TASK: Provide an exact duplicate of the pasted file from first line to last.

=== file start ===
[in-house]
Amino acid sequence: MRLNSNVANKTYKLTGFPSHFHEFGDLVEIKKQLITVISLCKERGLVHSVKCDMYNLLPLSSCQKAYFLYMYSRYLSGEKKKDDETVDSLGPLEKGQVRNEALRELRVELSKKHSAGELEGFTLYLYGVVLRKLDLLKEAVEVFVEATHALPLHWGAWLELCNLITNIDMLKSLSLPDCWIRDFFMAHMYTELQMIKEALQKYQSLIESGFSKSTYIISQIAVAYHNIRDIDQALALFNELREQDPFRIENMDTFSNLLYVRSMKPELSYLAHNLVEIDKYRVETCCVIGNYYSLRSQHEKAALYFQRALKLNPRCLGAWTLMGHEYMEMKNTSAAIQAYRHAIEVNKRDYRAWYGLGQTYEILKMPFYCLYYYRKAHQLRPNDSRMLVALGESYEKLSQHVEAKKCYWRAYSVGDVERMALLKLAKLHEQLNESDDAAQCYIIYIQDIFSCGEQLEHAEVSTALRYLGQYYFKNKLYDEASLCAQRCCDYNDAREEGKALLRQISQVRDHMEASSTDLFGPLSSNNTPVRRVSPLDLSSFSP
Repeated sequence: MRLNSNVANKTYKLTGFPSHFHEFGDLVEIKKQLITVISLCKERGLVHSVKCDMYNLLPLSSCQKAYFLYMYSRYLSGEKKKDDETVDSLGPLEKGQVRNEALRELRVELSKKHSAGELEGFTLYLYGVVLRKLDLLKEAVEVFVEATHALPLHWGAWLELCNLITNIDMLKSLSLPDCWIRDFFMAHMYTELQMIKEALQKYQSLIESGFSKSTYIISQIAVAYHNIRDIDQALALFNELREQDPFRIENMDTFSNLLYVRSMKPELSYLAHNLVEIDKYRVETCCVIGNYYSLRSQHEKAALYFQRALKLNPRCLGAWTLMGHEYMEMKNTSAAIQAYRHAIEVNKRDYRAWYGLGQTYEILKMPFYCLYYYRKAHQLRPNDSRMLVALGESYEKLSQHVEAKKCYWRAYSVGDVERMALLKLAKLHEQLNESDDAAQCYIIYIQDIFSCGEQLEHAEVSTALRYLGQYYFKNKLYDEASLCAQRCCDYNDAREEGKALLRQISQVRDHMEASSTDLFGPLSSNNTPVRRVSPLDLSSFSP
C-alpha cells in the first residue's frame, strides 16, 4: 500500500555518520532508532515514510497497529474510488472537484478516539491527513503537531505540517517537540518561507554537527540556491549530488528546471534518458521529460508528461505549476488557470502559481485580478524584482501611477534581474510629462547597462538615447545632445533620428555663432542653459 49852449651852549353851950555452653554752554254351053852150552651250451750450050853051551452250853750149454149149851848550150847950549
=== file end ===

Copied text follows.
[in-house]
Amino acid sequence: MRLNSNVANKTYKLTGFPSHFHEFGDLVEIKKQLITVISLCKERGLVHSVKCDMYNLLPLSSCQKAYFLYMYSRYLSGEKKKDDETVDSLGPLEKGQVRNEALRELRVELSKKHSAGELEGFTLYLYGVVLRKLDLLKEAVEVFVEATHALPLHWGAWLELCNLITNIDMLKSLSLPDCWIRDFFMAHMYTELQMIKEALQKYQSLIESGFSKSTYIISQIAVAYHNIRDIDQALALFNELREQDPFRIENMDTFSNLLYVRSMKPELSYLAHNLVEIDKYRVETCCVIGNYYSLRSQHEKAALYFQRALKLNPRCLGAWTLMGHEYMEMKNTSAAIQAYRHAIEVNKRDYRAWYGLGQTYEILKMPFYCLYYYRKAHQLRPNDSRMLVALGESYEKLSQHVEAKKCYWRAYSVGDVERMALLKLAKLHEQLNESDDAAQCYIIYIQDIFSCGEQLEHAEVSTALRYLGQYYFKNKLYDEASLCAQRCCDYNDAREEGKALLRQISQVRDHMEASSTDLFGPLSSNNTPVRRVSPLDLSSFSP
Repeated sequence: MRLNSNVANKTYKLTGFPSHFHEFGDLVEIKKQLITVISLCKERGLVHSVKCDMYNLLPLSSCQKAYFLYMYSRYLSGEKKKDDETVDSLGPLEKGQVRNEALRELRVELSKKHSAGELEGFTLYLYGVVLRKLDLLKEAVEVFVEATHALPLHWGAWLELCNLITNIDMLKSLSLPDCWIRDFFMAHMYTELQMIKEALQKYQSLIESGFSKSTYIISQIAVAYHNIRDIDQALALFNELREQDPFRIENMDTFSNLLYVRSMKPELSYLAHNLVEIDKYRVETCCVIGNYYSLRSQHEKAALYFQRALKLNPRCLGAWTLMGHEYMEMKNTSAAIQAYRHAIEVNKRDYRAWYGLGQTYEILKMPFYCLYYYRKAHQLRPNDSRMLVALGESYEKLSQHVEAKKCYWRAYSVGDVERMALLKLAKLHEQLNESDDAAQCYIIYIQDIFSCGEQLEHAEVSTALRYLGQYYFKNKLYDEASLCAQRCCDYNDAREEGKALLRQISQVRDHMEASSTDLFGPLSSNNTPVRRVSPLDLSSFSP
C-alpha cells in the first residue's frame, strides 16, 4: 500500500555518520532508532515514510497497529474510488472537484478516539491527513503537531505540517517537540518561507554537527540556491549530488528546471534518458521529460508528461505549476488557470502559481485580478524584482501611477534581474510629462547597462538615447545632445533620428555663432542653459 49852449651852549353851950555452653554752554254351053852150552651250451750450050853051551452250853750149454149149851848550150847950549